Michigan Football: Why 5-Star Damien Harris' Decommit Isn't Cause for Concern

Adam Biggers@@AdamBiggers81Senior Analyst IIJanuary 22, 2014

Doug Nussmeier’s first swing as a Michigan recruiter was a miss.

However, despite losing ground during a recent visit, the newly hired offensive coordinator didn’t strike out with Damien Harris, who decommitted from the Wolverines’ 2015 class—also known as Team 136—on Tuesday, per Sam Webb of GoBlueWolverine.

No, consider it a full count—one more pitch is on the way. Harris, who had high respect for Al Borges, hasn’t completely ruled out Ann Arbor. He’s just exploring options.

Granted, Nussmeier would have done himself a huge favor by gaining a cement-like verbal from the No. 2-ranked running back of 2015. What coordinator wouldn’t have loved that? It would have made the transition from Alabama to Michigan seem like a breeze.

It’s a new scene up north, but Nussmeier’s connections should prove fruitful during his time with coach Brady Hoke.

If previous bonds hold true, Nussmeier should have a realistic shot at gaining pledges from down-south talent such as Harris, a prized thoroughbred out of Kentucky’s Madison Southern (Berea). 

A highlight of the 2015 haul, Harris was to bring 5-star magic to the backfield. But Oklahoma just offered. And Ohio State is in the mix. 

Win some, lose some—that's how recruiting goes. 

...There’s always George Campbell, a 6'3", 184-pound 5-star receiver who opted out of his verbal commitment to Hoke in mid-December.

Most likely not Michigan-bound, the No. 1-ranked athlete of 2015 remains on the radar. According to 247Sports, the Wolverines are of “warm” interest to Campbell, who is also considering Florida State, Clemson and Florida.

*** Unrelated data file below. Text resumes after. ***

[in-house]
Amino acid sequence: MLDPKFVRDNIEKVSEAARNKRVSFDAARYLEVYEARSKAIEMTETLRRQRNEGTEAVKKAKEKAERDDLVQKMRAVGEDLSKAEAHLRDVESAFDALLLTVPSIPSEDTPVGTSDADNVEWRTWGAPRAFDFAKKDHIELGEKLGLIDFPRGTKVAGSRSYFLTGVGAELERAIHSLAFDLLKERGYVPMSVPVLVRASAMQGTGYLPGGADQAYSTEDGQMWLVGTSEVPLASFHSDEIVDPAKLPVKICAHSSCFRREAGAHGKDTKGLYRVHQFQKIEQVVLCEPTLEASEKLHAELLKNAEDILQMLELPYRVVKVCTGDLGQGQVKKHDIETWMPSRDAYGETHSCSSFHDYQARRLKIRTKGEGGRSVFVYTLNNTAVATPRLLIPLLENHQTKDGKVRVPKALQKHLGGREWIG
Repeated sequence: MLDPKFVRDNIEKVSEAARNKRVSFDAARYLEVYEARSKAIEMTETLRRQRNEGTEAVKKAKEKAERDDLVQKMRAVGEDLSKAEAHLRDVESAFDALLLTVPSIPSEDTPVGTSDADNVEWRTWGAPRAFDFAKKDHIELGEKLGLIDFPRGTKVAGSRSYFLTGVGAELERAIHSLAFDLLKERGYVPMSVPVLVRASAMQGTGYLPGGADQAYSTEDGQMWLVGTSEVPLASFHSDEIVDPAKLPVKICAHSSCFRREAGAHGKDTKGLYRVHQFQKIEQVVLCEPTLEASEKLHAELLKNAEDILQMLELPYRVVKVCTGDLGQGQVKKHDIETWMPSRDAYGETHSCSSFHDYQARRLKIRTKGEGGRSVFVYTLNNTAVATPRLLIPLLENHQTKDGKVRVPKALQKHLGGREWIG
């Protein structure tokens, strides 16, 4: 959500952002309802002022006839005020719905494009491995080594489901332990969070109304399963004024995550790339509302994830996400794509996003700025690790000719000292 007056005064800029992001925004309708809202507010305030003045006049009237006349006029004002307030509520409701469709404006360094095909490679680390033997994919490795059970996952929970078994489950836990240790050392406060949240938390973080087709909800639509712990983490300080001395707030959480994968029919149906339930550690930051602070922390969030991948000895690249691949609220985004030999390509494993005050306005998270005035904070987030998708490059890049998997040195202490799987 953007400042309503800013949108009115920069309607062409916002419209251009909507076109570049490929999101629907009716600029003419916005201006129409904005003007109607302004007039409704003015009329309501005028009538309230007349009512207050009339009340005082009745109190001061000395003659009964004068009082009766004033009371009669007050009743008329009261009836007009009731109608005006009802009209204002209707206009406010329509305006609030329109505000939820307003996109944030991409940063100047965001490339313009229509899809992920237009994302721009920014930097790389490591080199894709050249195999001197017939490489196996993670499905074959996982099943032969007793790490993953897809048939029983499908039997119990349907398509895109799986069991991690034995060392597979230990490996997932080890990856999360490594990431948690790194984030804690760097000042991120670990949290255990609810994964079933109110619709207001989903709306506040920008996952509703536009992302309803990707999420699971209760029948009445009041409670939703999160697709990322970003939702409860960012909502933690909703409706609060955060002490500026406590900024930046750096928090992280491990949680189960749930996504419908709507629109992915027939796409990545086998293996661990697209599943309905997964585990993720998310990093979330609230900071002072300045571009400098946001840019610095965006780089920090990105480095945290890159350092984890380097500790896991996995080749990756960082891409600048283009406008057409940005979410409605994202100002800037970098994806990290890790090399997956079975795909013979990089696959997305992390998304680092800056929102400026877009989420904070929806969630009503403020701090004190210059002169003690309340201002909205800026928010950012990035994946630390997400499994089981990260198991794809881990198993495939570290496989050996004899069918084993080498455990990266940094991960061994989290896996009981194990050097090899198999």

Ups, downs and side-to-sides. Recruiting sure is fun, isn't it? One verbal can set off a blaze, while a decommit has the mystical power of ruining a class. 

That may be true from time to time, but even a rough period can't keep Hoke's program out of contention for elite preps. The addition of Nussmeier only adds influence on the trail. 

Harris' parting of ways wasn't great news, but it wasn't a showstopper, either. Life shall progress. 


Not an Empty Well

Possibly missing out on Harris puts a wrinkle in future plans. 

But the decommit doesn't signify a football-life altering era to come for Michigan's running game. The Wolverines still have Derrick Green and De'Veon Smith ready for 2014. 

As freshmen, the pair showed great potential during the latter stretch of the 7-6 season. Drake Johnson is set to return. Sione Houma was the No. 6-ranked fullback of 2012. He can provide carries, too. 

Nussmeier also has Thomas Rawls, Dennis Norfleet and Justice Hayes available. 

Michigan has sought runners for 2014 and 2015. But the Wolverines have enough in the stable to bridge the gap. 


Get Ricky to Town

Ricky Town committed to a Nussmeier-coached offense at Alabama, not one coached by Lane Kiffin.

Alabama has a verbal from the No. 2 pro-styler of 2015, but Town is back on the visiting kick. On Jan. 18, he met with USC, which is also after Josh Rosen and David Sills

Town, a 6'4", 205-pound junior, is close to Nussmeier, who is well respected for his work with signal-callers. Those relationships don’t evaporate due to a little distance. 

Redemption in the form of a blue-chip quarterback is acceptable after the potential loss of a receiver and/or running back.

Stacked with young wideouts, Nussmeier doesn't have to worry much about pass-catchers this year. 

Running backs can be a dime a dozen. Quarterbacks, though, especially good ones, are more difficult to find. Stocking the cupboard with Town in addition to Shane Morris (2013) and Wilton Speight (2014) seems more beneficial in the long run. 

One of them could end up being Michigan's A.J. McCarron


He Went to Jarrett

Nussmeier isn't wasting time finding big-armed talent. Town isn't the only option, evidenced by the offer extended to Jarrett Stidham, the No. 2-ranked dual-threat of 2015. 

At nearly 6'4", Stidham has the height. At 190 pounds, he's near the good-to-go mark. Again, powering up behind center is the strength of a strike-capable offense. Michigan hasn't done that since the Chad Henne era. 

There are more Stidhams and Towns, even Harrises, out there in Recruiting Land. Thus far, Nussmeier is proving his desire to secure top talent, and that's a positive sign for Michigan, which has landed a pair of top-10 classes under Hoke.


Follow Bleacher Report's Michigan Wolverines football writer Adam Biggers on Twitter @AdamBiggers81


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